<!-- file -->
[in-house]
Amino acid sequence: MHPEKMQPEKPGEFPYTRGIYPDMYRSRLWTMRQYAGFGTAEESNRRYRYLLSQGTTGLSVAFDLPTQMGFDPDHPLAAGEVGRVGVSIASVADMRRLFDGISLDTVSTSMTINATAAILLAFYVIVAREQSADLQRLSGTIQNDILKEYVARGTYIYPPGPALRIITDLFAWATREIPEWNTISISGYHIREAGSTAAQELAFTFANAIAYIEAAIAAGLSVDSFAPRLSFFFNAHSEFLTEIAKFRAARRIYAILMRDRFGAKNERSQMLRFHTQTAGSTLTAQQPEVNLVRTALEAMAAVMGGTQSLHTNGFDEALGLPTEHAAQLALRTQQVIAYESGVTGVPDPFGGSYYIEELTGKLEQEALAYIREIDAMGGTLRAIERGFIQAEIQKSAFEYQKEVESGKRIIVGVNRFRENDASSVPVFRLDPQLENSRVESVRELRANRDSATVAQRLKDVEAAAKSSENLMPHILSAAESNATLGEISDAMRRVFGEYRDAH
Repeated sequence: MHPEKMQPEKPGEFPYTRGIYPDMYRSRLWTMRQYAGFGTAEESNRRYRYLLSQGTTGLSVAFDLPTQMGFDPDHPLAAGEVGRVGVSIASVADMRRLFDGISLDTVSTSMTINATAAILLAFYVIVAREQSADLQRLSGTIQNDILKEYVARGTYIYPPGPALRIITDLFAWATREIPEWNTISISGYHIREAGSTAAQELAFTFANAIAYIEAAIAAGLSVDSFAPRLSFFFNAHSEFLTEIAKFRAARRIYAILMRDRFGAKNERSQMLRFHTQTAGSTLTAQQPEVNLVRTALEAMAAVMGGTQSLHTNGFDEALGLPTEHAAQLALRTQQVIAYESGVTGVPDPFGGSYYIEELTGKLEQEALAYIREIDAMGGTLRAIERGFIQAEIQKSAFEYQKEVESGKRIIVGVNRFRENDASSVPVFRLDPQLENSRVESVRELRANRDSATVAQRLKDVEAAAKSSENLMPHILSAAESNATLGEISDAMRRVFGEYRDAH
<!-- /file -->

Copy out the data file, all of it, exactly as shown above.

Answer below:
[in-house]
Amino acid sequence: MHPEKMQPEKPGEFPYTRGIYPDMYRSRLWTMRQYAGFGTAEESNRRYRYLLSQGTTGLSVAFDLPTQMGFDPDHPLAAGEVGRVGVSIASVADMRRLFDGISLDTVSTSMTINATAAILLAFYVIVAREQSADLQRLSGTIQNDILKEYVARGTYIYPPGPALRIITDLFAWATREIPEWNTISISGYHIREAGSTAAQELAFTFANAIAYIEAAIAAGLSVDSFAPRLSFFFNAHSEFLTEIAKFRAARRIYAILMRDRFGAKNERSQMLRFHTQTAGSTLTAQQPEVNLVRTALEAMAAVMGGTQSLHTNGFDEALGLPTEHAAQLALRTQQVIAYESGVTGVPDPFGGSYYIEELTGKLEQEALAYIREIDAMGGTLRAIERGFIQAEIQKSAFEYQKEVESGKRIIVGVNRFRENDASSVPVFRLDPQLENSRVESVRELRANRDSATVAQRLKDVEAAAKSSENLMPHILSAAESNATLGEISDAMRRVFGEYRDAH
Repeated sequence: MHPEKMQPEKPGEFPYTRGIYPDMYRSRLWTMRQYAGFGTAEESNRRYRYLLSQGTTGLSVAFDLPTQMGFDPDHPLAAGEVGRVGVSIASVADMRRLFDGISLDTVSTSMTINATAAILLAFYVIVAREQSADLQRLSGTIQNDILKEYVARGTYIYPPGPALRIITDLFAWATREIPEWNTISISGYHIREAGSTAAQELAFTFANAIAYIEAAIAAGLSVDSFAPRLSFFFNAHSEFLTEIAKFRAARRIYAILMRDRFGAKNERSQMLRFHTQTAGSTLTAQQPEVNLVRTALEAMAAVMGGTQSLHTNGFDEALGLPTEHAAQLALRTQQVIAYESGVTGVPDPFGGSYYIEELTGKLEQEALAYIREIDAMGGTLRAIERGFIQAEIQKSAFEYQKEVESGKRIIVGVNRFRENDASSVPVFRLDPQLENSRVESVRELRANRDSATVAQRLKDVEAAAKSSENLMPHILSAAESNATLGEISDAMRRVFGEYRDAH